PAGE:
Creativity is personified as this shadowy man named Beast who has charged Colette with rendering his face and body into stone. HOW DID I MISS THIS? Colette is me. Not only can I not grasp creativity in my own, real life, I don’t even understand when the literature I am reading is about creativity. Can I reference Big Magic again? It’s kind of my bible now. Gilbert says ideas float around until someone is ready to make them real. I imagined little fairies jumping from person to person, whispering in ears, and only stopping when they found an artist ready to listen and talented enough to bring them into the world. My knee jerk reacting was to disagree whole-heartedly. I am an artist! I have ideas! I’m not reliant on some fairy to come to me and beg to be made. Beast is not entirely dissimilar though. Here we have a shadow man who we come to find out only ever makes sporadic appearances and offers little guidance for Colette, even though he’s hired her to make a portrait of him that he should be sitting for.
How different is this Beast from Gilbert’s idea, really? Colette describes Beast as being made of shadows and light. If she reaches out, she’s worried her hand would pass right through him. How does any artist make ideas real, when they are so difficult to hold on to? As a creator, I CONSTANTLY feel like ideas are just out of my reach. Always on the cusp of understanding or materializing. There’s usually some vague notion of something amazing that I want to do, but until it solidifies, it could be some fairy floating around me or a shadowy man who randomly appears only to give me precious little to work with.
Once the realization hit me that this comic could work for my theme, I appreciated everything Colette was going through on a whole new level. There are instances here specific to sculpting, but a lot of ideas spoke to the writer in me. One particularly resonant panel in which the slab of Colette’s working, naked marble towers over her in an empty room made me feel anxious. The panel was dark and severe. This is how I feel about journals. I have stacks and stacks of blank journals ready to be written in.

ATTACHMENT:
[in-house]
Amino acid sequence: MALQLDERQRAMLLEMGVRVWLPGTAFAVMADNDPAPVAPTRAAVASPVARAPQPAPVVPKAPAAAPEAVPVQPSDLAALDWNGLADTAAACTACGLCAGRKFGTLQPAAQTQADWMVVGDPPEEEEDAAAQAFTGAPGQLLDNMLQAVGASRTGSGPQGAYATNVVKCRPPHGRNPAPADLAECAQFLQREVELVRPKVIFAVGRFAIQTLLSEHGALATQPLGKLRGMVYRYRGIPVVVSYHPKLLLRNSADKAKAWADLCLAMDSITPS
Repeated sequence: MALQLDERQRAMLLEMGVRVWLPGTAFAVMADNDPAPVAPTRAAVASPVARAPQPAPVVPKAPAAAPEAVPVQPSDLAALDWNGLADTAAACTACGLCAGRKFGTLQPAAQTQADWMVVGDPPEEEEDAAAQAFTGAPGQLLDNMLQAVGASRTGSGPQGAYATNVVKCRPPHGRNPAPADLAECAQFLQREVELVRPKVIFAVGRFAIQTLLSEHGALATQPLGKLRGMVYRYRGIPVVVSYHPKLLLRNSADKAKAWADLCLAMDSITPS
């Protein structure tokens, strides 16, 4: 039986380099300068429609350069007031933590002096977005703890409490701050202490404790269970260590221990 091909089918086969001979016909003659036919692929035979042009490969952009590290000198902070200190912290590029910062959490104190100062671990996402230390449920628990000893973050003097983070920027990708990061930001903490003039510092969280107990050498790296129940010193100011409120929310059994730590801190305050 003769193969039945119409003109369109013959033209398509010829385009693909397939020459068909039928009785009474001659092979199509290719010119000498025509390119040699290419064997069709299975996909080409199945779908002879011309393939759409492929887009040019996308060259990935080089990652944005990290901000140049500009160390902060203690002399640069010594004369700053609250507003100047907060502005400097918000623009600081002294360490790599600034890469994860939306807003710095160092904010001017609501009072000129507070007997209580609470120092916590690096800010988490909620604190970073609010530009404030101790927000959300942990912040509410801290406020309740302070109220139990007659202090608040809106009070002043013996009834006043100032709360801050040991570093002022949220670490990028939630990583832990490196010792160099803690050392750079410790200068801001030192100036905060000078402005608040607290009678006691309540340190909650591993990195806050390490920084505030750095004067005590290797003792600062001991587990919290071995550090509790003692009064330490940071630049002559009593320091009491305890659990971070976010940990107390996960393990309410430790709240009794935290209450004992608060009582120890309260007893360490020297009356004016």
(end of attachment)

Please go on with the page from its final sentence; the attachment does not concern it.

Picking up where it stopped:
Ready and waiting, waiting for me to be ready. It’s intimidating, maybe not as visual as a rock twice my size waiting to be made into a person, but just as difficult for a writer.
Colette spends the story hoping daily that Beast will show up; she waits for his appearance, tries to will him into the room. Same, Colette, same.
I can’t spoil the ending, but I can say I had chills raising slowly across my whole body for the last ten pages. In these pages, Colette races headfirst into this frantic search for answers to her creative puzzle. Every artist has made this mad dash. Her search was not in vain. I’d like to think ours won’t be either, dear reader.
This comic put a new face on creativity, on how I see the process. I didn’t necessarily buy into Gilbert’s suggestion that ideas jump from person to person, but I love this version of creativity as a shadowy figure. I think maybe because he’s slightly terrifying and starting new projects slightly terrifies me. Maybe because he comes to help us implement the idea already in play in our minds. Serving more as our annoying assistant rather than the actual idea, which would make us just the vessel. Maybe I’m a sucker for a guy in a suit. An aloof, tie-wearing friend who only shows up after we’ve begged him, and once present, only gives us a vague idea of how to proceed anyway. Barely out of reach and just out of our peripherals, but always top of mind and always promising a great reveal … eventually.